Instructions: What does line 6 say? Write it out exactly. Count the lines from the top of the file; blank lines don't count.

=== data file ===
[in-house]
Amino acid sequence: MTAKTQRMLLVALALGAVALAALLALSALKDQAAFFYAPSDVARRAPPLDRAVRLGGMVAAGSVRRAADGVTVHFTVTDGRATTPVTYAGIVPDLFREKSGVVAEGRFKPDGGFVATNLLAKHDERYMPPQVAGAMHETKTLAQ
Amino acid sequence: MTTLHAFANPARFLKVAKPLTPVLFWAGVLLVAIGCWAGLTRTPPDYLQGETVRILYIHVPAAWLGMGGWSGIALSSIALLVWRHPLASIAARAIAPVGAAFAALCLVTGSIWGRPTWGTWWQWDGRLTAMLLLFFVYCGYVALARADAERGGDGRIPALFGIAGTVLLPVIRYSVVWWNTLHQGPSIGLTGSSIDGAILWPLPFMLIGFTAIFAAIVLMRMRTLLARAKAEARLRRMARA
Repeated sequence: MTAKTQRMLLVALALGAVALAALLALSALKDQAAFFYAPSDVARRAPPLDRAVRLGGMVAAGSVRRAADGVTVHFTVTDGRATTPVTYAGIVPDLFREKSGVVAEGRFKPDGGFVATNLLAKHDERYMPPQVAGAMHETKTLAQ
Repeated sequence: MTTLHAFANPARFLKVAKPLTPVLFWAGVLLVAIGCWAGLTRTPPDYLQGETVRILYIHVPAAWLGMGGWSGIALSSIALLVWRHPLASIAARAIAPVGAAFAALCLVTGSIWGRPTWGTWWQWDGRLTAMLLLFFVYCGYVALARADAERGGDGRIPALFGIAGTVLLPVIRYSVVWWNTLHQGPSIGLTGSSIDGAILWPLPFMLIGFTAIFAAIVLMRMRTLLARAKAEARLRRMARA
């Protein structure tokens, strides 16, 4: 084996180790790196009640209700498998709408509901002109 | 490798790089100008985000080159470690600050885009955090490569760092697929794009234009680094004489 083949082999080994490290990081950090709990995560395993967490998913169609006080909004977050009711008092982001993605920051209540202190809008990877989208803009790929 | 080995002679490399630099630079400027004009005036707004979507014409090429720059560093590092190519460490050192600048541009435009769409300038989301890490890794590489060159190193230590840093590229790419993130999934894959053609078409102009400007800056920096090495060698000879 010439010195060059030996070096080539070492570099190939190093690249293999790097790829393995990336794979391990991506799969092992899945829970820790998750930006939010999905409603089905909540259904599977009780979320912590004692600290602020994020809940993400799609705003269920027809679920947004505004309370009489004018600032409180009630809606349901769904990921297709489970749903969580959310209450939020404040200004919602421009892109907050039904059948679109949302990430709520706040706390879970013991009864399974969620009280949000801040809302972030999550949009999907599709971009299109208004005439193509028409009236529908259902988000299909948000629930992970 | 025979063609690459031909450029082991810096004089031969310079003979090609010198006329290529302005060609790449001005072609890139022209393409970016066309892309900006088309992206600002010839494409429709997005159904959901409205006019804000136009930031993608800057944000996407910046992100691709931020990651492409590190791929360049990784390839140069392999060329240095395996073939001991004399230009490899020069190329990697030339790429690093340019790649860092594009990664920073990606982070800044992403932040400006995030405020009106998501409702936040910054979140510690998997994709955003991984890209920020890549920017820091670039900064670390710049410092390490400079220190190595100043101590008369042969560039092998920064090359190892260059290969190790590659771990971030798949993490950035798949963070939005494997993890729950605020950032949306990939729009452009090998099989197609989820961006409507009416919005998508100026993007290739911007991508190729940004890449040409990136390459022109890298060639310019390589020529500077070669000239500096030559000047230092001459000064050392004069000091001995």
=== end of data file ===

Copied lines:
């Protein structure tokens, strides 16, 4: 084996180790790196009640209700498998709408509901002109 | 490798790089100008985000080159470690600050885009955090490569760092697929794009234009680094004489 083949082999080994490290990081950090709990995560395993967490998913169609006080909004977050009711008092982001993605920051209540202190809008990877989208803009790929 | 080995002679490399630099630079400027004009005036707004979507014409090429720059560093590092190519460490050192600048541009435009769409300038989301890490890794590489060159190193230590840093590229790419993130999934894959053609078409102009400007800056920096090495060698000879 010439010195060059030996070096080539070492570099190939190093690249293999790097790829393995990336794979391990991506799969092992899945829970820790998750930006939010999905409603089905909540259904599977009780979320912590004692600290602020994020809940993400799609705003269920027809679920947004505004309370009489004018600032409180009630809606349901769904990921297709489970749903969580959310209450939020404040200004919602421009892109907050039904059948679109949302990430709520706040706390879970013991009864399974969620009280949000801040809302972030999550949009999907599709971009299109208004005439193509028409009236529908259902988000299909948000629930992970 | 025979063609690459031909450029082991810096004089031969310079003979090609010198006329290529302005060609790449001005072609890139022209393409970016066309892309900006088309992206600002010839494409429709997005159904959901409205006019804000136009930031993608800057944000996407910046992100691709931020990651492409590190791929360049990784390839140069392999060329240095395996073939001991004399230009490899020069190329990697030339790429690093340019790649860092594009990664920073990606982070800044992403932040400006995030405020009106998501409702936040910054979140510690998997994709955003991984890209920020890549920017820091670039900064670390710049410092390490400079220190190595100043101590008369042969560039092998920064090359190892260059290969190790590659771990971030798949993490950035798949963070939005494997993890729950605020950032949306990939729009452009090998099989197609989820961006409507009416919005998508100026993007290739911007991508190729940004890449040409990136390459022109890298060639310019390589020529500077070669000239500096030559000047230092001459000064050392004069000091001995």